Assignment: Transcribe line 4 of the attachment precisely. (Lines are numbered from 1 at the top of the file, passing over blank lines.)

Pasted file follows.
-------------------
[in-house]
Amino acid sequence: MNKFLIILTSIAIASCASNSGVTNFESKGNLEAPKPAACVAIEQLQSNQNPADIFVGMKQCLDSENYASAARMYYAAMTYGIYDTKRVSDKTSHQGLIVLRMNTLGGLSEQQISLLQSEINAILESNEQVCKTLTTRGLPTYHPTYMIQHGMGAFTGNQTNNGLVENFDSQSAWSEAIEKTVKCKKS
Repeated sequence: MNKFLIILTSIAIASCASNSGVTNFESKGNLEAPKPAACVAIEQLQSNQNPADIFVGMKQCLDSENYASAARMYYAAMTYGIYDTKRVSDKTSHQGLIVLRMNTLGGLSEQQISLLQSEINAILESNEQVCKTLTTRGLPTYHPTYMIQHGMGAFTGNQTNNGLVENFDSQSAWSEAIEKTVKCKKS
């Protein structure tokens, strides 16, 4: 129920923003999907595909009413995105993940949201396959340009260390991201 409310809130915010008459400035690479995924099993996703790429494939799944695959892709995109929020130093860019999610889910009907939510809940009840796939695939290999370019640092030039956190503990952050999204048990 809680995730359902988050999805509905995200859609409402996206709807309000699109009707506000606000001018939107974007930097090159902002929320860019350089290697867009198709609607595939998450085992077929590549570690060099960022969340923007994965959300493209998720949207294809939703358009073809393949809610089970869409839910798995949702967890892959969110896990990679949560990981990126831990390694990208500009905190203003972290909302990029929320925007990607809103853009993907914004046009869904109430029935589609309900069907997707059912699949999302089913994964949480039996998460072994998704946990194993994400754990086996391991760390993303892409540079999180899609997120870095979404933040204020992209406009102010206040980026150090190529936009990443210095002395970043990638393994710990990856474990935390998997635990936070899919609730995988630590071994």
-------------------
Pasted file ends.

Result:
């Protein structure tokens, strides 16, 4: 129920923003999907595909009413995105993940949201396959340009260390991201 409310809130915010008459400035690479995924099993996703790429494939799944695959892709995109929020130093860019999610889910009907939510809940009840796939695939290999370019640092030039956190503990952050999204048990 809680995730359902988050999805509905995200859609409402996206709807309000699109009707506000606000001018939107974007930097090159902002929320860019350089290697867009198709609607595939998450085992077929590549570690060099960022969340923007994965959300493209998720949207294809939703358009073809393949809610089970869409839910798995949702967890892959969110896990990679949560990981990126831990390694990208500009905190203003972290909302990029929320925007990607809103853009993907914004046009869904109430029935589609309900069907997707059912699949999302089913994964949480039996998460072994998704946990194993994400754990086996391991760390993303892409540079999180899609997120870095979404933040204020992209406009102010206040980026150090190529936009990443210095002395970043990638393994710990990856474990935390998997635990936070899919609730995988630590071994």